We know from extensive qualitative sampling—defined as finding all species present within an area of a hectare or two—that tropical sites commonly support >10 species, and often many more, not the expected value of 1 or 2 indicated by the map (2). In 19 sites of tropical rainforests from America, Africa, and Asia, species richness varied from 2 to 14 with an average of 6.4 species, 70.5 individuals m–2, and biomass of 12.9 g m–2 fresh mass (3). East and Southeast Asian records in >50 papers published after 2000 (4) showed >1500 earthworm species, with montane tropical locations and many intact lower-elevation locations having ~10 species per site. On an altitudinal transect in Taiwan, most sites had 5 to 15 species (5). A typical montane forest remnant in the Philippines holds 20 to 25 species (6), with high turnover between mountains within a single island, and 100% turnover among islands. In Ivory Coast, natural savannahs had 7 to 12 species, crop fields 8 species, and rubber plantations 16 species (7, 8); these African studies include extensive quantitative sampling and average annual biomass from 3.5 to 54 g m–2. In natural savannas and gallery forests of Colombia, species numbers were 7 to 8 (9, 10). Regarding β-diversity, species turnover among sites separated by ~100 km, or even by a steep-sided montane river valley, approaches 100% (11). In contrast, the most diverse known temperate earthworm faunas of the Balkans, Carpathians, and southwestern Europe (12) hold far fewer species than a comparable tropical land area. Given the very high β-diversity we and others have observed (2), it is quite likely that a small polity such as French Guyana holds far more species than all of Europe.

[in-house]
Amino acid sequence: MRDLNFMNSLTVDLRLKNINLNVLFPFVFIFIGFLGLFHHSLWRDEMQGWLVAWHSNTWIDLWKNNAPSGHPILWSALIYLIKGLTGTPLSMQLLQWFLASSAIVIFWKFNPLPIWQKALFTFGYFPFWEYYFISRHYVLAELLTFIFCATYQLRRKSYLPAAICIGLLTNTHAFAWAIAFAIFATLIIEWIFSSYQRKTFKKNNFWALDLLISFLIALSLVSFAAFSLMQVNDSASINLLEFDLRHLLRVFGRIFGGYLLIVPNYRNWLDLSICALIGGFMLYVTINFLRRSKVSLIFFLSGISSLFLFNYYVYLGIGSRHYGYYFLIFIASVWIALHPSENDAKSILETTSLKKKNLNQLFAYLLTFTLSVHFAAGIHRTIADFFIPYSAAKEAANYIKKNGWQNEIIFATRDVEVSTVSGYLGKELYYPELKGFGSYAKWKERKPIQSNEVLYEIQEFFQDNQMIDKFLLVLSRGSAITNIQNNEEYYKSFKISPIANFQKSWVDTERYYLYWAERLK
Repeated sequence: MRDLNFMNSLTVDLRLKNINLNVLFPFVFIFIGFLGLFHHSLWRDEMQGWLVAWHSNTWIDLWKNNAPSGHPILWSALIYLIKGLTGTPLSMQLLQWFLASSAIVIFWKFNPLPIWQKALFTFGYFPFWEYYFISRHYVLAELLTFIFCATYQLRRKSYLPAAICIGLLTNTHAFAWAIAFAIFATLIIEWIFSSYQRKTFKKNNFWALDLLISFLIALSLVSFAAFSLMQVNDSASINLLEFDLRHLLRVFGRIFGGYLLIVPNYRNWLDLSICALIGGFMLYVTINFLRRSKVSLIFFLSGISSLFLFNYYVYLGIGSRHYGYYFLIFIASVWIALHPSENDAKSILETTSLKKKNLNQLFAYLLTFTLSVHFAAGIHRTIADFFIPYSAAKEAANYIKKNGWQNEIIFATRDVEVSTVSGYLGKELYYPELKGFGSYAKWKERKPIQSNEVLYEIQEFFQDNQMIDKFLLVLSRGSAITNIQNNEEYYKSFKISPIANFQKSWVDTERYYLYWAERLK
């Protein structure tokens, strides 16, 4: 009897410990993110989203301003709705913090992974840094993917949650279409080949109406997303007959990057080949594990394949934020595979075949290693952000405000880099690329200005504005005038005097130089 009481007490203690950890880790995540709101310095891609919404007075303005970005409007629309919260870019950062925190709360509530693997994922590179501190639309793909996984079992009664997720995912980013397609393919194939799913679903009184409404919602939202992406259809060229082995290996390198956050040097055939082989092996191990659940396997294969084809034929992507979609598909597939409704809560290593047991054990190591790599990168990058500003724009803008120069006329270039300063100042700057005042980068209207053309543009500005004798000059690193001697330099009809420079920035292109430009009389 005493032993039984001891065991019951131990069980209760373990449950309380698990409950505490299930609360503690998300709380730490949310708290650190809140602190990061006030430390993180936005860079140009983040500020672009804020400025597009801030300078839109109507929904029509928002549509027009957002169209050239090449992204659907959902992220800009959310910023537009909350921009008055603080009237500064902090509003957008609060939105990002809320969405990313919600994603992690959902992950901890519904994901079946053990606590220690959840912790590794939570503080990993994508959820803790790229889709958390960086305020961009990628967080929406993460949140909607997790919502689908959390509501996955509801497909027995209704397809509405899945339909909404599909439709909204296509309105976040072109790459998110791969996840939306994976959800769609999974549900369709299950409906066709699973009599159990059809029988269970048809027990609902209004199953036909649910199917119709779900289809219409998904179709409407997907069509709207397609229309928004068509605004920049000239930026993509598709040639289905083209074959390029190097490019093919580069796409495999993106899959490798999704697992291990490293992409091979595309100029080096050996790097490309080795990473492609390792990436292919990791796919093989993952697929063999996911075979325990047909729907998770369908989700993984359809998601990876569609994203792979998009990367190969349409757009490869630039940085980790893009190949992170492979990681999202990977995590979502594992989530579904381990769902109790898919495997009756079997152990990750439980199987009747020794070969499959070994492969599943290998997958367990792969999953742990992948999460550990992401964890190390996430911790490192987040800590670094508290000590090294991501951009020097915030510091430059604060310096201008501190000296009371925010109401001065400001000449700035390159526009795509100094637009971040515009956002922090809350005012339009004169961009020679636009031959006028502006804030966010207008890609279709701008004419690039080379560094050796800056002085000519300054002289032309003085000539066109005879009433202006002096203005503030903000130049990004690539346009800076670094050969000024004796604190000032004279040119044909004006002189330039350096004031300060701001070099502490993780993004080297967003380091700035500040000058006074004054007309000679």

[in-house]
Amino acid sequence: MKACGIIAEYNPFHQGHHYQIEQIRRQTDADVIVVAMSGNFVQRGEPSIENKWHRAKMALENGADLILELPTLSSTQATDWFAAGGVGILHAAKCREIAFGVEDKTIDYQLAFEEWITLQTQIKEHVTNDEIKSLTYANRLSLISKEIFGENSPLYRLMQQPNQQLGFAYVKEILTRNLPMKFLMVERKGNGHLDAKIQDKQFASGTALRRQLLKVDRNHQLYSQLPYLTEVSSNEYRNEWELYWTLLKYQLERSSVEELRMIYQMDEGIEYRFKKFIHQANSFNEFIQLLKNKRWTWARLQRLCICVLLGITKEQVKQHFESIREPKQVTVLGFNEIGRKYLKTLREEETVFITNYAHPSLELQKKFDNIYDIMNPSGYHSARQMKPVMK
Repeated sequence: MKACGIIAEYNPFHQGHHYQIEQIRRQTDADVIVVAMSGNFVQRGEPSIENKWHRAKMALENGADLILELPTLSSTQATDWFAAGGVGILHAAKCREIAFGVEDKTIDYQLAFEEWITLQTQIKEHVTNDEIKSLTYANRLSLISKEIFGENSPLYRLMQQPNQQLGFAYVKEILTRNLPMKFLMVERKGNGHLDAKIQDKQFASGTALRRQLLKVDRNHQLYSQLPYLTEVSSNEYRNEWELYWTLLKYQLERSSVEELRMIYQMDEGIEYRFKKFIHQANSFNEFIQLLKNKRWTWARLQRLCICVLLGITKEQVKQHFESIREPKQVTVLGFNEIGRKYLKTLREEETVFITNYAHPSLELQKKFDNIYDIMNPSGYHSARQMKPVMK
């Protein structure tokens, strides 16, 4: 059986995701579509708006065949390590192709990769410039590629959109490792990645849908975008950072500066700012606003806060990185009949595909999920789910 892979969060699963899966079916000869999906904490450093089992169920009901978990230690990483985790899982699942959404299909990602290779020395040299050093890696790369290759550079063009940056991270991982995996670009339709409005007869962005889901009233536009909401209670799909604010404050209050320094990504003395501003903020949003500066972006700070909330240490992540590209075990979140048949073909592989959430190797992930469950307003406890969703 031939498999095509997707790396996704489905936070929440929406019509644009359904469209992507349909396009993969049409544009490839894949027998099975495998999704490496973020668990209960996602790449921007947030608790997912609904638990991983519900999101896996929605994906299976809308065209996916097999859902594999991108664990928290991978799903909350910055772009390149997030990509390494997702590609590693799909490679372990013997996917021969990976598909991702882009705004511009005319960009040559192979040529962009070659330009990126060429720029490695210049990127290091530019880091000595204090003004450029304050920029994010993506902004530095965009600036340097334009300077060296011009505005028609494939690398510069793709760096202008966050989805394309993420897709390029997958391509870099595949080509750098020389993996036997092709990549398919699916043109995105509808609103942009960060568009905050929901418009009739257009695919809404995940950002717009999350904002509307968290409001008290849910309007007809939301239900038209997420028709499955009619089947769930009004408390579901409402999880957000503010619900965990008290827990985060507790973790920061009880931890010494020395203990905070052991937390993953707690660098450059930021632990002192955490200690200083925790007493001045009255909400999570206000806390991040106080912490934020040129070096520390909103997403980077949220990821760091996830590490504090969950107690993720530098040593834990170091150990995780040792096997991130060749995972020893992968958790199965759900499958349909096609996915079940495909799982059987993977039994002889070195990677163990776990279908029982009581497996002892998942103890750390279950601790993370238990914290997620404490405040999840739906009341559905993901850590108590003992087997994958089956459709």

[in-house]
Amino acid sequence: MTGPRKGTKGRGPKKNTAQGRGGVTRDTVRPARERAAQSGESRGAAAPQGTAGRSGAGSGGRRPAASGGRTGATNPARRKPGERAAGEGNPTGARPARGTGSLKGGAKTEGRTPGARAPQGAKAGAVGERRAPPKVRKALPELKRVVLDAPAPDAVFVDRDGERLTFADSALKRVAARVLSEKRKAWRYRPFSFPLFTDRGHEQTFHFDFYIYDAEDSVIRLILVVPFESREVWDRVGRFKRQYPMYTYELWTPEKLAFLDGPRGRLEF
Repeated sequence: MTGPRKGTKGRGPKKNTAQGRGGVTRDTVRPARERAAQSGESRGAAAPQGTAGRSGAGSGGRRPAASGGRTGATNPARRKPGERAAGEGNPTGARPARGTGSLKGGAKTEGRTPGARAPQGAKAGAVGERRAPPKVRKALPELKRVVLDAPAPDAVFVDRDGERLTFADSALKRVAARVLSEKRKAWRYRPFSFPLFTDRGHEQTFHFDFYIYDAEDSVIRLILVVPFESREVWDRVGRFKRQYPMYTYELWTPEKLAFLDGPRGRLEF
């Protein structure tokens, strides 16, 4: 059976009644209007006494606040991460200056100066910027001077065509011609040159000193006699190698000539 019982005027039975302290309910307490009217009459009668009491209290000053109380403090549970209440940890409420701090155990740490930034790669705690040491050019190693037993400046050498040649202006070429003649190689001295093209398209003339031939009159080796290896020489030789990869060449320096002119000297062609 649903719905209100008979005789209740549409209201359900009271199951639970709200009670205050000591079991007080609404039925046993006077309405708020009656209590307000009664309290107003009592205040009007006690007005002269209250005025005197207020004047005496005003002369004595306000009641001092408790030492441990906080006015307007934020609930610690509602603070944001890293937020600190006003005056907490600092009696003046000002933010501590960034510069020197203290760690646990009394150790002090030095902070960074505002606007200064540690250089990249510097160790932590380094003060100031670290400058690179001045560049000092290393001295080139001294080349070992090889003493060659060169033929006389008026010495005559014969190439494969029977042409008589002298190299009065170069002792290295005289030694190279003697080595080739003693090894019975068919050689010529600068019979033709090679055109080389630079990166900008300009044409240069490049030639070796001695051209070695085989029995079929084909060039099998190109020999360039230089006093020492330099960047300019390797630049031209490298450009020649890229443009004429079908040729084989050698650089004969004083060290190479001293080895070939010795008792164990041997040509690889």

In sites with equal area, accumulation curves in temperate regions are steeper and saturate at lower species richness than in the tropics. Under the low effort of 3 to 10 standard 25 cm × 25 cm × 30 cm soil monoliths commonly used in quantitative ecological studies, steeper temperate curves indicate higher species richness relative to tropical sites, but with more effort (e.g., 30 monoliths), the tropical curve goes much higher.